Yes, it’s that time of the year again when foodie tourist from all over the place descends on the small village of Hinase on the coast of Okayama Prefecture to eat oysters and I would not miss this for nothing. On this latest venture into oyster okonomiyaki heaven we decided to try a new place, Hori.
When I parked at Tamachan more than a whole hour before the opening, I knew right away that is was not your average hole in a wall okonomiyaki spot. According to my wife, Tamachan is currently the king of oyster okonomiyaki in Hinase and it ranks number 1 on numerous websites.
When it’s -1°C inside your house, it might be difficult to appreciate the Japanese winter, but I am always looking forward the coldest months of the year to go eat oysters in Hinase, a small harbor town in Okayama Prefecture.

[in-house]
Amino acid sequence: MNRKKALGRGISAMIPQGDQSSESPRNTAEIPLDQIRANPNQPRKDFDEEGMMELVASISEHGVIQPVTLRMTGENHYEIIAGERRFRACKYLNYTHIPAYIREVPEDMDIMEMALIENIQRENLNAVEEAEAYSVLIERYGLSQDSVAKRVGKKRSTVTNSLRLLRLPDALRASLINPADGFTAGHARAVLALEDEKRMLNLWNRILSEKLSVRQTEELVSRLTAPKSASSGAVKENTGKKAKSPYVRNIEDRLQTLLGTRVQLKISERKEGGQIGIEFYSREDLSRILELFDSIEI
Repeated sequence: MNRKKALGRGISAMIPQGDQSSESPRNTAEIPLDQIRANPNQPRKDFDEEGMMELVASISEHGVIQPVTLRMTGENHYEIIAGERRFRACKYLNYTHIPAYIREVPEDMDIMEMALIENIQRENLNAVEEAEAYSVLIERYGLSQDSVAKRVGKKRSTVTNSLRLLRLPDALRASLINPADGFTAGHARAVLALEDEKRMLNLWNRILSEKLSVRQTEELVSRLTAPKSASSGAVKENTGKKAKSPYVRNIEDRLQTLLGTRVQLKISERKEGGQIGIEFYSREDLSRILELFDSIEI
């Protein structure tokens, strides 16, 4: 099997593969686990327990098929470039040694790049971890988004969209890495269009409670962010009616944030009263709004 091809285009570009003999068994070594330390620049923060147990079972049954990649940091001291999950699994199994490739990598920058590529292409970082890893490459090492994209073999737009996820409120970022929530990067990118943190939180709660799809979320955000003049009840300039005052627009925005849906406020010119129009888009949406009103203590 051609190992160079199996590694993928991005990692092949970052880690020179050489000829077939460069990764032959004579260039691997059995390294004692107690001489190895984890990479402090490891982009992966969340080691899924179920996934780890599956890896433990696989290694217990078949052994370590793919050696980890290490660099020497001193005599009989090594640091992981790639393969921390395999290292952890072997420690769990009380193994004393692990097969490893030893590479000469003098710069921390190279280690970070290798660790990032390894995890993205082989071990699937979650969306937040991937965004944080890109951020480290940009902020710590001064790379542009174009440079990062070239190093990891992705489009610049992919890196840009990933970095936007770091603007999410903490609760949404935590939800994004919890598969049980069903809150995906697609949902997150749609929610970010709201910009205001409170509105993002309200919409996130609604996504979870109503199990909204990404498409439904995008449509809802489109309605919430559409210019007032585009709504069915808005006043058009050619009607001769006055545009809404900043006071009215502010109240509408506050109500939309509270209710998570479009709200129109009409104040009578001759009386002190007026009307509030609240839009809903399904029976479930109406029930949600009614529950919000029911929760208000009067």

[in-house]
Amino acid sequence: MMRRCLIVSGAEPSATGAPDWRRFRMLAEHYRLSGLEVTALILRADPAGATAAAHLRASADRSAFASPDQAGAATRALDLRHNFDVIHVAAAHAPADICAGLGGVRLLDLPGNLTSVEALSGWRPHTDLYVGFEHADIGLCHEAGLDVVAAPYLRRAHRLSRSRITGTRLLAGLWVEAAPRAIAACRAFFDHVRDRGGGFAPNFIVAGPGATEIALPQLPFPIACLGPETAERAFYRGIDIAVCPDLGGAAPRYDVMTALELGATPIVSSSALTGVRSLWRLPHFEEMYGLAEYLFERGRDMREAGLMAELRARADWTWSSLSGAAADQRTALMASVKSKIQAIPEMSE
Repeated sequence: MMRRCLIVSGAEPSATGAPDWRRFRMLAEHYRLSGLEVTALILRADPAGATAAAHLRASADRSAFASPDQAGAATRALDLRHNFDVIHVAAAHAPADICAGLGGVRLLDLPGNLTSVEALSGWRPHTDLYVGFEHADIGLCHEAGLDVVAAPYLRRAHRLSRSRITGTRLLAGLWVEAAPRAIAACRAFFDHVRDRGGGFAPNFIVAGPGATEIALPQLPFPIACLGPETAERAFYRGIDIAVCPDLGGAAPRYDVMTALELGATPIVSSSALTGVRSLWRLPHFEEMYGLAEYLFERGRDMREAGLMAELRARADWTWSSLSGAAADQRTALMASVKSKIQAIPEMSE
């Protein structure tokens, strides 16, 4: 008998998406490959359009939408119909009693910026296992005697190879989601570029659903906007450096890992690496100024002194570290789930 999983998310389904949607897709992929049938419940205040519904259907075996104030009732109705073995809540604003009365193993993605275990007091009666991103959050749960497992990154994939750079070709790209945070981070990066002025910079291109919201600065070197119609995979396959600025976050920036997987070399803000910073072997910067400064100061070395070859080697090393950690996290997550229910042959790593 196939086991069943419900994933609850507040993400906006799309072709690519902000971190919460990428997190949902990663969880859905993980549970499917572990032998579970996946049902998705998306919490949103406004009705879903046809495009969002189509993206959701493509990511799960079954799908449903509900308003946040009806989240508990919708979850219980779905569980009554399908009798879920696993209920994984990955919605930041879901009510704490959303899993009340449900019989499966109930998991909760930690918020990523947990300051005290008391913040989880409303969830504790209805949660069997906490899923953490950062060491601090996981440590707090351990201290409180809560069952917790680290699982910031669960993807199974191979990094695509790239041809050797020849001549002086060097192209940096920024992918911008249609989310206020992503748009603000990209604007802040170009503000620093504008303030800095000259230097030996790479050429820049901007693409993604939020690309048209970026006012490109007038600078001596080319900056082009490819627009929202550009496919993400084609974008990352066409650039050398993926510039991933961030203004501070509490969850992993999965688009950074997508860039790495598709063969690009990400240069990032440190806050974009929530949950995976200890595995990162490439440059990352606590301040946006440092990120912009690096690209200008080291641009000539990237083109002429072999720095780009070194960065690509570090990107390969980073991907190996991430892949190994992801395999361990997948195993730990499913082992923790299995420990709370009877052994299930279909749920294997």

Hiroshima is famous for okonomiyaki and in the town of okonomiyaki, Mitchan is my restaurant of choice. I’ve been to Mitchan at least twice a year for the last 3 years and they have been serving great food every time.
I don’t know why, but Tsuyama in Northern Okayama Prefecture is the capital of horumon fried udon. It’s quite common for Japanese cities to build their reputation on a particular specialty, but it takes some gusto to build this fame cooking offals or as some might call it the “discarded bits”.
Before I came to Japan, I had never eaten a okonomiyaki. This all changed on my first visit to Hiroshima city and since then I’ve been trying to find great okonomiyaki places.
Hironoya is one of them and according to my co-workers, this is only the tip of the iceberg. Hironoya is located in Fuchu city, just outside of Fukuyama. Fuchu is not a big place, but there is a small country road that pretty much goes from my village in the mountains all the way to this okonomiyaki shop. The route 417 is one tight scary road barely larger than my miniature Japanese car.